denotes a bivariate trigonometric seasonal term. In this model, it is taken to be fixed (that is, the seasonal effects do not change over time).
denotes a bivariate white noise term, which captures the residual variation that is unexplained by the other terms in the model.
The preceding model is an example of a (bivariate) basic structural model (BSM). The following statements specify and fit
this model to f_KSI
and r_KSI
:
proc ssm data=seatBelt stateinfo; id date interval=quarter; Q1_83_Shift = (date >= '1jan1983'd); state error(2) type=WN cov(g) print=cov; component wn1 = error[1]; component wn2 = error[2]; state level(2) type=RW cov(rank=1) print=cov; component rw1 = level[1]; component rw2 = level[2]; state season(2) type=season(length=4); component s1 = season[1]; component s2 = season[2]; model f_KSI = Q1_83_Shift rw1 s1 wn1 / print=(smooth); model r_KSI = rw2 s2 wn2; eval f_KSI_sa = rw1 + Q1_83_Shift; output out=for1; run;
The PROC SSM statement specifies the input data set, seatBelt
. The use of the STATEINFO option in the PROC SSM statement produces additional information about the model state vector and
its diffuse initial state. The optional ID statement specifies an index variable, date
. The INTERVAL=QUARTER option in the ID statement indicates that the measurements were collected on a quarterly basis. Next,
a programming statement defines Q1_83_Shift
, the predictor that represents the enactment of the seatbelt law of 1983. It is used later in the MODEL statement for f_KSI
. Separate STATE statements specify the terms , , and because they are statistically independent. Each model that governs them (white noise for , random walk for , and trigonometric seasonal for ) can be specified by using the TYPE= option of the STATE statement. When you use the TYPE= option, you can use the COV option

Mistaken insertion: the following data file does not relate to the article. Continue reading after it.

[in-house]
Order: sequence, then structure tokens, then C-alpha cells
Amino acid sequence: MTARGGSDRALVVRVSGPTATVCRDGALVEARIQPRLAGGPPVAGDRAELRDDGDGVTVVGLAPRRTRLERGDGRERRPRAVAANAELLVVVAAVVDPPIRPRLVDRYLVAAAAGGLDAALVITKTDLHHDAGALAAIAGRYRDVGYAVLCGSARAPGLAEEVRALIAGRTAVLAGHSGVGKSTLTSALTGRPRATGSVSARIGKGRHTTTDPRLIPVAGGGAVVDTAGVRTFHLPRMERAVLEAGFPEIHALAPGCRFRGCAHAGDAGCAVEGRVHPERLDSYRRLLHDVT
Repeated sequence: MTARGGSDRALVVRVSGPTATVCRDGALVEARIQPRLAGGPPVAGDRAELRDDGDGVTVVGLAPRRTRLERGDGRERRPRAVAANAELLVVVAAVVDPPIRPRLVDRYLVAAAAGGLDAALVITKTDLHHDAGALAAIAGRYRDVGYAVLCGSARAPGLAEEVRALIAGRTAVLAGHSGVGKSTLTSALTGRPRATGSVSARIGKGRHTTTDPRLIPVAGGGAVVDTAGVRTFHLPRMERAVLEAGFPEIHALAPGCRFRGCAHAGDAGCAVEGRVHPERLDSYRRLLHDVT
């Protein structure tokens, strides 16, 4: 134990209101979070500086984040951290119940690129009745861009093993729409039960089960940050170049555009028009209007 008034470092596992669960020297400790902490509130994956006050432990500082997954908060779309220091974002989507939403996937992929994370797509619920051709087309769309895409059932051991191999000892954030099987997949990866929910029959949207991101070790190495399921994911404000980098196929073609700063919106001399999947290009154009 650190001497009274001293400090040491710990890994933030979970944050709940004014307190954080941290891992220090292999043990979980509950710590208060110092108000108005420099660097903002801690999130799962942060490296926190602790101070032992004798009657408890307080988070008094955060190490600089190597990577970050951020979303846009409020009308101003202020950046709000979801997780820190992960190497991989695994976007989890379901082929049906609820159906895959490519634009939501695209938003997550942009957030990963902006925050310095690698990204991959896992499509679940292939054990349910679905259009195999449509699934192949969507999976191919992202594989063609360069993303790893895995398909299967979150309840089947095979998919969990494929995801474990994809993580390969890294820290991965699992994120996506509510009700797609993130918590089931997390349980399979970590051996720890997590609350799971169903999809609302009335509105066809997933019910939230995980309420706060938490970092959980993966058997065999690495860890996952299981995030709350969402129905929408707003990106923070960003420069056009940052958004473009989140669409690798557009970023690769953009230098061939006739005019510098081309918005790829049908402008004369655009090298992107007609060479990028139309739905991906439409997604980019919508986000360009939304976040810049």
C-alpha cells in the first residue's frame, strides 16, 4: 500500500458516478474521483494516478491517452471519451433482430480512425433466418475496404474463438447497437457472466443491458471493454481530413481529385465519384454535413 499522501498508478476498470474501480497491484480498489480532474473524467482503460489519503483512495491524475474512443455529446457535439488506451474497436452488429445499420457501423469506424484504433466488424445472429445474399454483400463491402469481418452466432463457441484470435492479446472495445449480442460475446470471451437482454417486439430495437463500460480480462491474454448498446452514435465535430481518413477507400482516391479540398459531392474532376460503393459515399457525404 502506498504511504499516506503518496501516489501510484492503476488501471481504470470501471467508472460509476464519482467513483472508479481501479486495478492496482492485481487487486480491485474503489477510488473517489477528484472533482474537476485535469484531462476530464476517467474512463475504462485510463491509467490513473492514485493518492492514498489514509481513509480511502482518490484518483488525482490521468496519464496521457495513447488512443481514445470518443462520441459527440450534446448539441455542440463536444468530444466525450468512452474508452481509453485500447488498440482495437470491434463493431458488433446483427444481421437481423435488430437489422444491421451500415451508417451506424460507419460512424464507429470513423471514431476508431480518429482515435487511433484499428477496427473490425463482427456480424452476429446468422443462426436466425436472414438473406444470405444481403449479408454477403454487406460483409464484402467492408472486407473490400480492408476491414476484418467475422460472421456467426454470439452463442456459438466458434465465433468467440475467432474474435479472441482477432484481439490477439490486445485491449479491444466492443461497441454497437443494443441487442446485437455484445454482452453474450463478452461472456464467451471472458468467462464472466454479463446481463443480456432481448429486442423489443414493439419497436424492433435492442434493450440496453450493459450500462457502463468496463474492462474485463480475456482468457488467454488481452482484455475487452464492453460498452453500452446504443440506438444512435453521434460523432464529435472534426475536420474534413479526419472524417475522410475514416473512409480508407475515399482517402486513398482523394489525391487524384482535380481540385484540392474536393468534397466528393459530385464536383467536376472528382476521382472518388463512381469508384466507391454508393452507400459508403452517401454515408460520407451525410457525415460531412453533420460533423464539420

to specify the information about the disturbance covariance in the state transition equation. The other details, such as the
transition matrix specification and the specification of in the initial condition, are inferred from the TYPE= option. The use of PRINT=COV in the STATE statement causes the estimated
disturbance covariance to be printed. For (a white noise), is zero and for all , where is specified by the COV option. For and the initial condition is fully diffuse—that is, is an identity matrix of appropriate order and . The total diffuse dimension of this model, , is as a result of one predictor, Q1_83_Shift
, and two fully diffuse state subsections, and . The components in the model are defined by suitable linear combinations of these different state subsections. The program
statements define the model as follows:
state error(2) type=WN cov(g);
defines as a twodimensional white noise, named error
, with the covariance of general form. Then two COMPONENT statements define wn1
and wn2
as the first and second elements of error
, respectively.
state level(2) type=RW cov(rank=1);
defines as a twodimensional random walk, named level
, with covariance of general form whose rank is restricted to 1. Then two COMPONENT statements define rw1
and rw2
as the first and second elements of level
, respectively.
state season(2) type=season(length=4);
defines as a twodimensional trigonometric seasonal of season length 4, named season
, with zero covariance—signified by the absence of the COV option. Then two COMPONENT statements define s1
and s2
as appropriate linear combinations of season
so that s1
represents the seasonal for f_KSI
and s2
represents the seasonal for r_KSI